Looking to get fresh blood in its top ranks, the Federal Reserve Board plans to offer early retirement to about 150 senior staffers.
Those whose age plus years of service equal at least 75 are eligible to receive six months' salary in either a lump-sum payment or as an annuity.
The agency wants to free up high-ranking posts for top employees who can have a "fresh impact" on the organization, Fed Vice Chairman Alice M. Rivlin wrote in a May 5 memo.
The Fed declined to disclose the cost of the buyouts, which must be accepted by Aug. 29.
Alan J. Dombrow is ending a 24-year career at the Office of the Comptroller of the Currency to join CFI Proservices, the Portland, Ore.- based compliance consulting firm.
As a senior manager, Mr. Dombrow starts today as CFI Proservices' liaison with the federal regulatory agencies. He will continue to work in Washington. CFI Proservices provides PC-based banking software to nearly 5,000 financial institutions.
The company said Mr. Dombrow also will advise customers and help develop software involving community reinvestment and mortgage lending compliance.
"It is an honor to have Alan join CFI," said Bob Chamness, president and chief operating officer. "Alan has been a primary, consistent, and positive force in the area of regulatory compliance for over a quarter of a century. He has been a voice of fairness, balance, and reason through the myriad of regulatory initiatives he has touched."
Mr. Dombrow, with license plates that read Reg Z, is widely recognized as an expert on the Truth-in-Lending Act.
Why would a World Bank official need to rub elbows with bankers from Main Street U.S.A.?
Perhaps he is positioning himself for the chairmanship of the Federal Deposit Insurance Corp.
At 6 feet 7, Jonathan L. Fiechter was conspicuous in more ways than one at the Independent Bankers Association of America's congressional reception Tuesday night in the Russell Senate Office Building.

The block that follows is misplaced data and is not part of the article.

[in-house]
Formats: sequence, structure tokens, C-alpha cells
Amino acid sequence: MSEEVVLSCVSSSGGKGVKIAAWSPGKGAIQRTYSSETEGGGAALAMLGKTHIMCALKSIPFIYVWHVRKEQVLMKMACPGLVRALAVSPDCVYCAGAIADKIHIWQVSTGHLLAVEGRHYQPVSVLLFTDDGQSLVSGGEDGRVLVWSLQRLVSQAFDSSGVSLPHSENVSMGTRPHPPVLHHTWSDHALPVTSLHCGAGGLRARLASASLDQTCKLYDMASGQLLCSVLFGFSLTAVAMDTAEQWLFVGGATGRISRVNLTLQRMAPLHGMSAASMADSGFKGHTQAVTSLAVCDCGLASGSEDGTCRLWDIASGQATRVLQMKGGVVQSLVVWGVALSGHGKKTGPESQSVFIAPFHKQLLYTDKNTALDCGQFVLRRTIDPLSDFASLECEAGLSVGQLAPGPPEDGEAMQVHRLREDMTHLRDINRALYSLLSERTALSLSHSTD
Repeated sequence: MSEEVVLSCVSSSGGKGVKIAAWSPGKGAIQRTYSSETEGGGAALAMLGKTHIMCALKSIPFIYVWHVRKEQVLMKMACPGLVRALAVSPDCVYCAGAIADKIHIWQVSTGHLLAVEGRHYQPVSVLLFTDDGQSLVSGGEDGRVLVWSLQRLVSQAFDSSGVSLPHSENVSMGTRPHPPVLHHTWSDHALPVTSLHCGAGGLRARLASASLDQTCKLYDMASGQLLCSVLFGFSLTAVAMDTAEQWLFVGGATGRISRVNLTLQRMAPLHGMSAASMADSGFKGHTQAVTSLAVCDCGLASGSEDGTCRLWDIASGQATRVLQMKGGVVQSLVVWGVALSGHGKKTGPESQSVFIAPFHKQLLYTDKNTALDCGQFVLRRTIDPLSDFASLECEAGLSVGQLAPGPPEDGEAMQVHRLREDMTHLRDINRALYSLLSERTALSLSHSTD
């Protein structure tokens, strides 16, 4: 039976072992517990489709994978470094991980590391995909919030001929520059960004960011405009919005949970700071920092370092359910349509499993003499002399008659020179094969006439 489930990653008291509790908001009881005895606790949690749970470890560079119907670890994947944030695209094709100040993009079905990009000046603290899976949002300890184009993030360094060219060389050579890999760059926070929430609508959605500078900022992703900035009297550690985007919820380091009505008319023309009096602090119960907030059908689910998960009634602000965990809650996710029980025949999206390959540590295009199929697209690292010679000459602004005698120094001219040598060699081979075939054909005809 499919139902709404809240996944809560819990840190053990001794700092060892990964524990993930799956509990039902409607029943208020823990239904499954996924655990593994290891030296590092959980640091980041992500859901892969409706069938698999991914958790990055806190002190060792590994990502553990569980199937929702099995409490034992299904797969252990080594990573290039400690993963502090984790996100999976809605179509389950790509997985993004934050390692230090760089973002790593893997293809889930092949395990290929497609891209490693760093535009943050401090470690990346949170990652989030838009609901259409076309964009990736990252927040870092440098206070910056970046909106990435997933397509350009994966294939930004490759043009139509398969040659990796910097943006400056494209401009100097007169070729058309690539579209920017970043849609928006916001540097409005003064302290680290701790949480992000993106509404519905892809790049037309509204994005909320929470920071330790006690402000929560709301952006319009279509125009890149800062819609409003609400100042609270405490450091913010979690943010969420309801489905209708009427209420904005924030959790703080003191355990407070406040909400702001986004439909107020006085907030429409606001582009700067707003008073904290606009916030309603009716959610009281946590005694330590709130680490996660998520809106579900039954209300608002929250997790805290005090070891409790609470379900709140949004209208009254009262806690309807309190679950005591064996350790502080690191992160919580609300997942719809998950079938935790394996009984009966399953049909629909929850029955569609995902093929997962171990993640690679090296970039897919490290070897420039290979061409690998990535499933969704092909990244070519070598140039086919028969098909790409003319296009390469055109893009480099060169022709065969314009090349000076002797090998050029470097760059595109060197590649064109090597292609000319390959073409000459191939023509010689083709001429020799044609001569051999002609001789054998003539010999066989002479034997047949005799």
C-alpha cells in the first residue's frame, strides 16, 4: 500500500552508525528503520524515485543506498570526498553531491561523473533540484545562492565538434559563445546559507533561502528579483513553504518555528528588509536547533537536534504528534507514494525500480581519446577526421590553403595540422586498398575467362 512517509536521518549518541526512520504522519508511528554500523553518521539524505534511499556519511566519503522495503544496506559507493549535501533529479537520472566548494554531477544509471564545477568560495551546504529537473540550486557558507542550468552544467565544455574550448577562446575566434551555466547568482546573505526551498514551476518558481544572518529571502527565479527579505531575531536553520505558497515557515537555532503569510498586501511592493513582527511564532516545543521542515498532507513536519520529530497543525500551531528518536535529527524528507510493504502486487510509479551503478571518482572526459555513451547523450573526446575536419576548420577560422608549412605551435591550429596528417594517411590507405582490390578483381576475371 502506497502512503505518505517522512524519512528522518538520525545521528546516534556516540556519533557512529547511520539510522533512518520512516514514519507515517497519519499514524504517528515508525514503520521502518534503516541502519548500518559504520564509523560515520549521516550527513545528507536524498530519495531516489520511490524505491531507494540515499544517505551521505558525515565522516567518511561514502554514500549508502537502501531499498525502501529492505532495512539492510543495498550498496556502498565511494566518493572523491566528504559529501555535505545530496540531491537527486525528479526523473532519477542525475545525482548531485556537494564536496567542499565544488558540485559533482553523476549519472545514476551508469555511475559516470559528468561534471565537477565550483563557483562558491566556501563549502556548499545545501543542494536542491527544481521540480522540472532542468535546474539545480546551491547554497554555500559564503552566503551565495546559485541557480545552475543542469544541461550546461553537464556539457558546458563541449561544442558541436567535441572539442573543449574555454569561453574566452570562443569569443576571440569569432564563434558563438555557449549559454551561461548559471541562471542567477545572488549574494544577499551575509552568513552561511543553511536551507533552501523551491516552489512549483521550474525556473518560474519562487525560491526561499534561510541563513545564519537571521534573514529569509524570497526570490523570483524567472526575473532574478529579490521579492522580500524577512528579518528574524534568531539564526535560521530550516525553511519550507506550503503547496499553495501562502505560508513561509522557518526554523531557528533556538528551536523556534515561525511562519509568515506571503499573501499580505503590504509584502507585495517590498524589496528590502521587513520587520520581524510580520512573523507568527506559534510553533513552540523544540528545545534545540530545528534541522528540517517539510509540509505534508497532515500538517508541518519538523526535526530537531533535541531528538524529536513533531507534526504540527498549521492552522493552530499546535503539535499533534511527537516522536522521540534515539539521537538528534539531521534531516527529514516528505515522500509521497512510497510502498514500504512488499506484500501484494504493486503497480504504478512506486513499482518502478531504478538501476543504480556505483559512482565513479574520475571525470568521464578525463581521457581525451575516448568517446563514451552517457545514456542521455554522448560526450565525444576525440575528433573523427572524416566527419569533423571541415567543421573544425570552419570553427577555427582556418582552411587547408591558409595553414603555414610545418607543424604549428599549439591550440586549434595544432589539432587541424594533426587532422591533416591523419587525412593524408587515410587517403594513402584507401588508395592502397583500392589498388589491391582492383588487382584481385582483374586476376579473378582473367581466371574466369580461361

Mr. Fiechter's presence lends credence to reports that the World Bank's director of financial sector development is interested in being nominated to replace FDIC Chairman Ricki Helfer, who leaves June 1. Mr. Fiechter served as acting director of the Office of Thrift Supervision and as a member of the FDIC board from 1992 to 1996.
Anxiety over financial reform appears to be escalating on Capitol Hill.
Last week, Rep. Sue Kelly fretted that lawmakers will be victims of vandalism for choosing sides among warring industry groups.
At a House Banking Committee hearing, the New York Republican warned colleagues they may face reprisals if they dismiss the concerns of America's Community Bankers president Paul A. Schosberg.
"Paul and his wife, Jane, hail from my hometown of Katonah," Rep. Kelly said. "Pay special attention to Paul because he knows where I live.
"If you don't pay attention-and I'm not accusing anyone-I could get my mailbox knocked down."
Sen. Robert Kerry last week criticized the Clinton administration for lifting export restrictions on strong cryptography without requiring storage of decoding keys.
The Nebraska Democrat said he will introduce an export bill that requires some method of key recovery to block terrorists and other criminals from disguising financial transactions over the Internet.
"I don't think anybody would want to have a law that prohibits us from taking action," he said.
Sen. Kerry complained that the White House dropped its insistence on a key storage method only after intense industry lobbying. "We have a number of companies in the United States which have put on pressure to change the administration's policy," he said.
Sen. Kerry said he hasn't "filled in" details of his bill, but predicted that most critics of key recovery requirements will support his plan. "I think it's possible for us to satisfy most of the market players," he said.
Paul L. Sachtleben was named chief financial officer of the FDIC on May 1. Mr. Sachtleben has held the post on an acting basis since last October when William Longbrake resigned to rejoin Washington Mutual Inc.
Mr. Sachtleben will continue as director of the FDIC's finance division, a job he has done since January 1996. Joining the agency in 1969 as an examiner, Mr. Sachtleben spent 18 years in the supervision division rising to deputy director of the Dallas region.
Mr. Sachtleben left the FDIC in 1987 to be a consultant, but in 1990 he joined the Resolution Trust Corp. as CFO. In 1991, he returned to the FDIC as deputy director of resolutions. In 1994, Mr. Sachtleben was appointed director of the agency's new compliance division.